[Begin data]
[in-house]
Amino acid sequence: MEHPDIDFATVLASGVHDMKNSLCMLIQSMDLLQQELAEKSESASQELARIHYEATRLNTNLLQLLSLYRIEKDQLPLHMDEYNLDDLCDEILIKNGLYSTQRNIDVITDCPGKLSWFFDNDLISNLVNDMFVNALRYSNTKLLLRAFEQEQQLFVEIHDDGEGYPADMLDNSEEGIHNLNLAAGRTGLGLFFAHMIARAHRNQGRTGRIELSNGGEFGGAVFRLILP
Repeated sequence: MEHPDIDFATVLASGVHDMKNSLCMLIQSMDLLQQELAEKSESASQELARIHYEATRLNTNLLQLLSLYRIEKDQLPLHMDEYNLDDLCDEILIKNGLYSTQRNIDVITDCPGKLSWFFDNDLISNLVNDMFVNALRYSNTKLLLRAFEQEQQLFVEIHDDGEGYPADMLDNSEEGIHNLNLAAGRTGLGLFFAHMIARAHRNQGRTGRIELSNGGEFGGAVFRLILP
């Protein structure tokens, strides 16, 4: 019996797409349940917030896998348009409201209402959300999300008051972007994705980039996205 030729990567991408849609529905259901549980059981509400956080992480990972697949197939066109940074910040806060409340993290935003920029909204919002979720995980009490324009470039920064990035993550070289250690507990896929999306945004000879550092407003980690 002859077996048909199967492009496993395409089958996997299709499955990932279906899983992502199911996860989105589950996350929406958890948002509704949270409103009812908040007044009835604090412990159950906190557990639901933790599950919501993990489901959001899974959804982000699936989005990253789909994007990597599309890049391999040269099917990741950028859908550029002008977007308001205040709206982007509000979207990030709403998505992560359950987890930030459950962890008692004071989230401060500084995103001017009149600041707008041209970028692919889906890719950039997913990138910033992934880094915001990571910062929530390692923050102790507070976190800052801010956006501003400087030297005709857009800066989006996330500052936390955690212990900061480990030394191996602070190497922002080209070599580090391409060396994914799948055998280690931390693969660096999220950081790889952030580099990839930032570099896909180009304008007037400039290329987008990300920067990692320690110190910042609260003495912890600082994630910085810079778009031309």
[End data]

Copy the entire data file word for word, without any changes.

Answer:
[in-house]
Amino acid sequence: MEHPDIDFATVLASGVHDMKNSLCMLIQSMDLLQQELAEKSESASQELARIHYEATRLNTNLLQLLSLYRIEKDQLPLHMDEYNLDDLCDEILIKNGLYSTQRNIDVITDCPGKLSWFFDNDLISNLVNDMFVNALRYSNTKLLLRAFEQEQQLFVEIHDDGEGYPADMLDNSEEGIHNLNLAAGRTGLGLFFAHMIARAHRNQGRTGRIELSNGGEFGGAVFRLILP
Repeated sequence: MEHPDIDFATVLASGVHDMKNSLCMLIQSMDLLQQELAEKSESASQELARIHYEATRLNTNLLQLLSLYRIEKDQLPLHMDEYNLDDLCDEILIKNGLYSTQRNIDVITDCPGKLSWFFDNDLISNLVNDMFVNALRYSNTKLLLRAFEQEQQLFVEIHDDGEGYPADMLDNSEEGIHNLNLAAGRTGLGLFFAHMIARAHRNQGRTGRIELSNGGEFGGAVFRLILP
């Protein structure tokens, strides 16, 4: 019996797409349940917030896998348009409201209402959300999300008051972007994705980039996205 030729990567991408849609529905259901549980059981509400956080992480990972697949197939066109940074910040806060409340993290935003920029909204919002979720995980009490324009470039920064990035993550070289250690507990896929999306945004000879550092407003980690 002859077996048909199967492009496993395409089958996997299709499955990932279906899983992502199911996860989105589950996350929406958890948002509704949270409103009812908040007044009835604090412990159950906190557990639901933790599950919501993990489901959001899974959804982000699936989005990253789909994007990597599309890049391999040269099917990741950028859908550029002008977007308001205040709206982007509000979207990030709403998505992560359950987890930030459950962890008692004071989230401060500084995103001017009149600041707008041209970028692919889906890719950039997913990138910033992934880094915001990571910062929530390692923050102790507070976190800052801010956006501003400087030297005709857009800066989006996330500052936390955690212990900061480990030394191996602070190497922002080209070599580090391409060396994914799948055998280690931390693969660096999220950081790889952030580099990839930032570099896909180009304008007037400039290329987008990300920067990692320690110190910042609260003495912890600082994630910085810079778009031309």